I’ve bowed to popular culture and picked up Gillian Flynn’s Gone Girl. I won’t say much because by this time everyone has probably already read it and formed their opinions. In the past, I’ve read and enjoyed Flynn’s other works of psychological suspense, and after all the ballyhoo over this newest one, was prepared for a real thrill ride. Unfortunately, I was greatly disappointed. I don’t like to write bad reviews (although I think Flynn’s success can ride out my few, negative comments) but there is not much positive I can say about this novel. It starts out strong: Amy Dunne, on her fifth wedding anniversary to husband Nick, has gone missing and all evidence suggested she was forcefully abducted. As the story unfolds, the author peels the onion and gives us a glimpse of a marriage on the verge of collapse. Suspicions shift and we are kept guessing whether husband, Nick, is perhaps a monster in disguise. That’s the good part. The bad part is that every single character in the story is intensely unlikeable. Nick and Amy are self-absorbed, narcissistic, irresponsible, childish, violent and weak. I found I didn’t care whether Amy was dead, whether Nick killed her, and at some point almost hoped he had. The story has some surprising twists, but after one or two the reader starts thinking, “Oh, come on now! I can’t buy this.” The plot, after a rather dull and sagging portion in the middle, becomes more absurd as it hurdles towards the conclusion. I, unlike others, didn’t mind how it ended. I was just glad it was over.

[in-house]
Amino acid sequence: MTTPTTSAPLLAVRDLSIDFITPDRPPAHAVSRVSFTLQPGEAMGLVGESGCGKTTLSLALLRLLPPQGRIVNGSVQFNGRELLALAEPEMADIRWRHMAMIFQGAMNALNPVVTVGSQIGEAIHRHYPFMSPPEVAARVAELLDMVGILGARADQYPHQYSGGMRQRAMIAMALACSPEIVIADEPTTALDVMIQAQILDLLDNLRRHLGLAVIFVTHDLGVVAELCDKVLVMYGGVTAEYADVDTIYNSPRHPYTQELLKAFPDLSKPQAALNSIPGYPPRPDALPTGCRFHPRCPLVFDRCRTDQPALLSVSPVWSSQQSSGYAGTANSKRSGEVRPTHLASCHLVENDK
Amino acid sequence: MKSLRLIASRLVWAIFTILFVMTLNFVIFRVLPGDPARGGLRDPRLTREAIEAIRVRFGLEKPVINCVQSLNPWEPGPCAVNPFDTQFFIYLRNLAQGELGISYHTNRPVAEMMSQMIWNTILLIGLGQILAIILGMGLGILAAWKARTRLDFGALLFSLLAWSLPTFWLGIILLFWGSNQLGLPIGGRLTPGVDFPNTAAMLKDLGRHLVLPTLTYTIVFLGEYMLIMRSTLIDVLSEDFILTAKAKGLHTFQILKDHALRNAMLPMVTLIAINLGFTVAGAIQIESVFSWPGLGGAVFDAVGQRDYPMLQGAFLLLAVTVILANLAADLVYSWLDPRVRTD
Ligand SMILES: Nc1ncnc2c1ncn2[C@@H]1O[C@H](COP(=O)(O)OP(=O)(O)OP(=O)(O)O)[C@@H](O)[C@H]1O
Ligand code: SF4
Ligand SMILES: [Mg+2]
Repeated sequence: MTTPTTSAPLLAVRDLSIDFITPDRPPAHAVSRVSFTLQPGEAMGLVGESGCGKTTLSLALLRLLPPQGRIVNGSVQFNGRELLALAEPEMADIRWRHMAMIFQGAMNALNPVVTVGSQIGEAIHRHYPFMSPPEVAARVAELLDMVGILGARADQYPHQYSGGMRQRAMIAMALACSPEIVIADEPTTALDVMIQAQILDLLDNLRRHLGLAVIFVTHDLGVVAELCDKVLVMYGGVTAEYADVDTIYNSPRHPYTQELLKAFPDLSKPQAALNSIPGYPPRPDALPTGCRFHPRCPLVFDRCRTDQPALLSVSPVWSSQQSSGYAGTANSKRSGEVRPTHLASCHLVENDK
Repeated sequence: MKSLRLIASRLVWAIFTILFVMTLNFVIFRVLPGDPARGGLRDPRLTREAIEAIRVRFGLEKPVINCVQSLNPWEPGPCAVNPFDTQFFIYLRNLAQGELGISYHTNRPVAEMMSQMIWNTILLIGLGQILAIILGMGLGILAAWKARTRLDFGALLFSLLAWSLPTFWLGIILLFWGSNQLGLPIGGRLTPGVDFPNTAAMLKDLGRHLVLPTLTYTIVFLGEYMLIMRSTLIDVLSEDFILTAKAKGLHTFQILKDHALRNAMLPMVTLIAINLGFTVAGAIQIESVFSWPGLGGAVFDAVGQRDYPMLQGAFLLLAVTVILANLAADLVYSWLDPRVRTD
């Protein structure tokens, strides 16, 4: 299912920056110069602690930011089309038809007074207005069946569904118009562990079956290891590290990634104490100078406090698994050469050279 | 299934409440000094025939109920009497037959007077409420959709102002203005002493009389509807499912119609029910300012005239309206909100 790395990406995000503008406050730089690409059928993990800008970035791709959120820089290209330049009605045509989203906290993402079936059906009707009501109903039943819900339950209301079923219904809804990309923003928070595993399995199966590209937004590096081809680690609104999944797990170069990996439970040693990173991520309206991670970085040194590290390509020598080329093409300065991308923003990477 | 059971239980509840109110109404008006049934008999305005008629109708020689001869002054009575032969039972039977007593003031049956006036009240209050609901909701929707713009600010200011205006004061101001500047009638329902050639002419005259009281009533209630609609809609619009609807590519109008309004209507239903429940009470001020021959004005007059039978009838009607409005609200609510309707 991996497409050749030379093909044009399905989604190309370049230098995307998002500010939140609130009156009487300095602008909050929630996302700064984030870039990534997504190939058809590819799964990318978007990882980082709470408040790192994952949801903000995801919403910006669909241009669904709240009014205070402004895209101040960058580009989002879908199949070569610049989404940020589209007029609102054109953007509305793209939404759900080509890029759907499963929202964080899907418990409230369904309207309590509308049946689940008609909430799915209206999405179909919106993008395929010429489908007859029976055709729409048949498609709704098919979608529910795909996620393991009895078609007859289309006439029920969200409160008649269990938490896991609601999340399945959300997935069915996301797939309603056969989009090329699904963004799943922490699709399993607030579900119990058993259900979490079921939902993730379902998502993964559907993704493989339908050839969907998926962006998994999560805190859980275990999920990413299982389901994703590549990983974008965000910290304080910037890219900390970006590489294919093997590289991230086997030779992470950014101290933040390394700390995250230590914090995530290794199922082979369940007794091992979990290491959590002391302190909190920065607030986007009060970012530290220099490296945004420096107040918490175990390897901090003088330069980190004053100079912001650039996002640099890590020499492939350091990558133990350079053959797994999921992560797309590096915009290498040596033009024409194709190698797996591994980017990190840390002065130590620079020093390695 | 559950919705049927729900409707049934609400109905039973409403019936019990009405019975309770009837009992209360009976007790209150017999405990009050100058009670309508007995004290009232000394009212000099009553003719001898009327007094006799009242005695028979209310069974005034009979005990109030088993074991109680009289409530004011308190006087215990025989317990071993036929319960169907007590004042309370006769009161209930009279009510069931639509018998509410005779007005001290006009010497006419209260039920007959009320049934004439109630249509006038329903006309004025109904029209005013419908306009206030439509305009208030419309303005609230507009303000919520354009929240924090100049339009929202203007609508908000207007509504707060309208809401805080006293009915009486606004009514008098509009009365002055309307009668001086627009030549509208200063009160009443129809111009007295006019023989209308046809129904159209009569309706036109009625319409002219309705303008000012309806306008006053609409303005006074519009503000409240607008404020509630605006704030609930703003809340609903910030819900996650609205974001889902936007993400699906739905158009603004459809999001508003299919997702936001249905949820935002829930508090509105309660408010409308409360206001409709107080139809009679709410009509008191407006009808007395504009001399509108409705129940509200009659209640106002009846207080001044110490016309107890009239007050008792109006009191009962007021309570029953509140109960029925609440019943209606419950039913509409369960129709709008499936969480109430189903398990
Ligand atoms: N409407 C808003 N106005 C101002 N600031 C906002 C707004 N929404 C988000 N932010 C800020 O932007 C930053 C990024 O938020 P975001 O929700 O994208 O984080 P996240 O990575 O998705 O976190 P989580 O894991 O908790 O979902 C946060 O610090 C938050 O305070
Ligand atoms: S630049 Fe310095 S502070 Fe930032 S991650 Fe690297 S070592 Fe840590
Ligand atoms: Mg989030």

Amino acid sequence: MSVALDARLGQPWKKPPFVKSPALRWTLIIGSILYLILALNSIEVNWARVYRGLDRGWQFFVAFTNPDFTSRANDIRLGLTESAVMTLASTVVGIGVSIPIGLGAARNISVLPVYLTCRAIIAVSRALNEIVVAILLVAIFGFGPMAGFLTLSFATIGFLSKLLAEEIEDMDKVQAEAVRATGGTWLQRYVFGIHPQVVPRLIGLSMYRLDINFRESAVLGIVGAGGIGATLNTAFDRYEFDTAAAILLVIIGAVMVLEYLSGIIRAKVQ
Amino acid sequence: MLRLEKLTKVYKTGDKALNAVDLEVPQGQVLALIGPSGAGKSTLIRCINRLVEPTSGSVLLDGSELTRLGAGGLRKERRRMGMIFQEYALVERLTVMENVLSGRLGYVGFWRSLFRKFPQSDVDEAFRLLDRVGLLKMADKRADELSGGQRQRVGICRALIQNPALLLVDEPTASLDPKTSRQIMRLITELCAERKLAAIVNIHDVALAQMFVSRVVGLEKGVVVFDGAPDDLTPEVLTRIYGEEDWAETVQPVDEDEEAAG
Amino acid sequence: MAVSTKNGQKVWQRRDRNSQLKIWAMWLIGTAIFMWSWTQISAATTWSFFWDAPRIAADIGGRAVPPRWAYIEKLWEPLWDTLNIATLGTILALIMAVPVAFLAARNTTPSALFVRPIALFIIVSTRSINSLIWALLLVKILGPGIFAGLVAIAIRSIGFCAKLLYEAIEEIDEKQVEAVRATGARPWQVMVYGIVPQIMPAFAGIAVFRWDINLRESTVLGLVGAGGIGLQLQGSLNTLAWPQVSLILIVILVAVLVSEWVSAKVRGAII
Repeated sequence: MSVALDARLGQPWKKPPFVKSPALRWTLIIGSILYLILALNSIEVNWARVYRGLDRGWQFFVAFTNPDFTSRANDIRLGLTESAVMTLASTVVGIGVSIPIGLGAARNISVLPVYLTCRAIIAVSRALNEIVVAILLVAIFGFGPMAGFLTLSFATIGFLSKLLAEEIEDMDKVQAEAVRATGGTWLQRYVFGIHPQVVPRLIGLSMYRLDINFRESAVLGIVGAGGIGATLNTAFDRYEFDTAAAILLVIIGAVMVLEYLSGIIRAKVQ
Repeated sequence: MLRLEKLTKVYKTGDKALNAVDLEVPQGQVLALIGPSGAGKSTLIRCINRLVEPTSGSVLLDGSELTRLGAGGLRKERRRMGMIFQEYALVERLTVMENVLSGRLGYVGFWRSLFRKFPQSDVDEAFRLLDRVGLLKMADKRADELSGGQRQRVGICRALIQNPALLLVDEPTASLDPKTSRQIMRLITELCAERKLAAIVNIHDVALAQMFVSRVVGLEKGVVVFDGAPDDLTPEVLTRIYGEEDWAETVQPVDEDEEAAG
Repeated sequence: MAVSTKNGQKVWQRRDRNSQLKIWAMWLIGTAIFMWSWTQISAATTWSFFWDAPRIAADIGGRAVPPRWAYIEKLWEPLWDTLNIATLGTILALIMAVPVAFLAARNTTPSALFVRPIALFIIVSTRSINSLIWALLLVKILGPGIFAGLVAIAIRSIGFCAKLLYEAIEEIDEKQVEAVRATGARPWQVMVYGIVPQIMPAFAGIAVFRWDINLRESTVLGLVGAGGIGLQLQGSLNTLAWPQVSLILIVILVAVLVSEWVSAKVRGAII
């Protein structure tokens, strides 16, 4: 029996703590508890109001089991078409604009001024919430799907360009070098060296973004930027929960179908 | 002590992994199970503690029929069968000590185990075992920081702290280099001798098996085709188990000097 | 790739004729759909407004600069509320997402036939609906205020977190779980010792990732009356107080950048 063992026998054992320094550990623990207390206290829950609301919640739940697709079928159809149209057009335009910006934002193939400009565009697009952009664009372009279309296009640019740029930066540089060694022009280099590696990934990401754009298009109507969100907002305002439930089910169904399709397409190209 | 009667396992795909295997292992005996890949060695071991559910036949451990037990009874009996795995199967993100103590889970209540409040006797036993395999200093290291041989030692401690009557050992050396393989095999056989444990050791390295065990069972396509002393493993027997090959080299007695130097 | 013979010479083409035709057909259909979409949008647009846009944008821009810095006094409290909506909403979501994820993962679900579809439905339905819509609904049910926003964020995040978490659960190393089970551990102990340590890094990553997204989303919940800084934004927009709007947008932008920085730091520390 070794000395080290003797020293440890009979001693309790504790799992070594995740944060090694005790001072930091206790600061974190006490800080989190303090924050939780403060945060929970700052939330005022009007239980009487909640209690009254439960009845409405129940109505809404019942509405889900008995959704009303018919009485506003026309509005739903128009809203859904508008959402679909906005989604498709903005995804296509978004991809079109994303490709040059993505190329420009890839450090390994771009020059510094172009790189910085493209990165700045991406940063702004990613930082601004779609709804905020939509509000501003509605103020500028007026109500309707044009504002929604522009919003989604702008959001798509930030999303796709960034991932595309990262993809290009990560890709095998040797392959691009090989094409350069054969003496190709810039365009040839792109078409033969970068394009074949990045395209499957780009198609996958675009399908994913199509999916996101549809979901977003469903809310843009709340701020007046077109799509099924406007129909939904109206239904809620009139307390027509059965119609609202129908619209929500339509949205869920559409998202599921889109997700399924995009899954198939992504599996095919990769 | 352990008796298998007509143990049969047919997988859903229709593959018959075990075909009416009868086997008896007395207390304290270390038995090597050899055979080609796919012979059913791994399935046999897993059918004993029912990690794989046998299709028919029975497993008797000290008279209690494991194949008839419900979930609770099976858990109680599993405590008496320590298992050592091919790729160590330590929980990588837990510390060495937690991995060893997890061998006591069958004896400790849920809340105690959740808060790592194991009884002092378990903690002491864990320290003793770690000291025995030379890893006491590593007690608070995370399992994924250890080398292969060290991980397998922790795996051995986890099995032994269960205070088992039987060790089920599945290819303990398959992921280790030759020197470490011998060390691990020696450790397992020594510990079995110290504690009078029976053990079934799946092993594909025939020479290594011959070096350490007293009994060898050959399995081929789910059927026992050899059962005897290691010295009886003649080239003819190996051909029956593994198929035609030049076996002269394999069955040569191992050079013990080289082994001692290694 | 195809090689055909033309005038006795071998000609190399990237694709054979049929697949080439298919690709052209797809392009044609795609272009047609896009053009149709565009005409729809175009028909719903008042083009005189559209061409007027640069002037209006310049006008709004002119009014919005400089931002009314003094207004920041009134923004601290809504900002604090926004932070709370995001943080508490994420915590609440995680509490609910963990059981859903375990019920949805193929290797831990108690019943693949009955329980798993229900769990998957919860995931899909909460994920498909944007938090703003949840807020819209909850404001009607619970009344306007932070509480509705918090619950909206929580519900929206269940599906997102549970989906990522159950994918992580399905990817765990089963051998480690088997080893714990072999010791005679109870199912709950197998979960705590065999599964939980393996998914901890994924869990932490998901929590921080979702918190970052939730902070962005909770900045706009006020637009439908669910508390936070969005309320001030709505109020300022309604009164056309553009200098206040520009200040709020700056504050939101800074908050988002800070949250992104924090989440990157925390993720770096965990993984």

Tag Archives: psychological thriller
Author Sharyn McCrumb’s novel “The Ballad of Frankie Silver” is a masterful fictionalized account of the murder investigation and trial of the first woman hung by the state of North Carolina in 1833. More than just a fictionalized history, it is also a psychological thriller and social commentary on what forces were at work at the time that would prompt a seventeen-year-old mountain girl to murder her husband with an axe and then attempt to dispose of the body by chopping it up and burning it. McCrumb intersperses the tale of Frankie Silver with a modern day imagined account of a local sheriff who is haunted by the impending execution of an accused murder who the sheriff arrested and provided evidence for his conviction over twenty years ago. The sheriff, called on the be a state’s witness to the execution, is finding striking similarities between the more than one hundred year old case of Mrs Silver and the man who was now on death row. McCrumb’s portrayal of the social and status divisions between the mountain folk and townspeople in both centuries is a stark, revealing and charges that justice is served only to those who have social standing and resources. Her research into the case of Frankie Silver was prodigious , no doubt, based on the bibliography and detailed scenes of the legal twists and turns of the case. This portion of the story, however, could have been cut back somewhat for the sake of good story telling, but I suspect the author felt compelled to faithfully include everything she had learned about the case. McCrumb’s strength as a writer comes through in her description of the mountain settings, her ability to draw the inner thoughts of characters to the point that a reader may sympathize with a criminal, and in her talent for spinning an old-fashioned good tale.
McCrumb is also the author of “She Walks These Hills,” “The Hangman’s Beautiful Daughter,” “The Songcatcher,” and other stories set in Appalachia.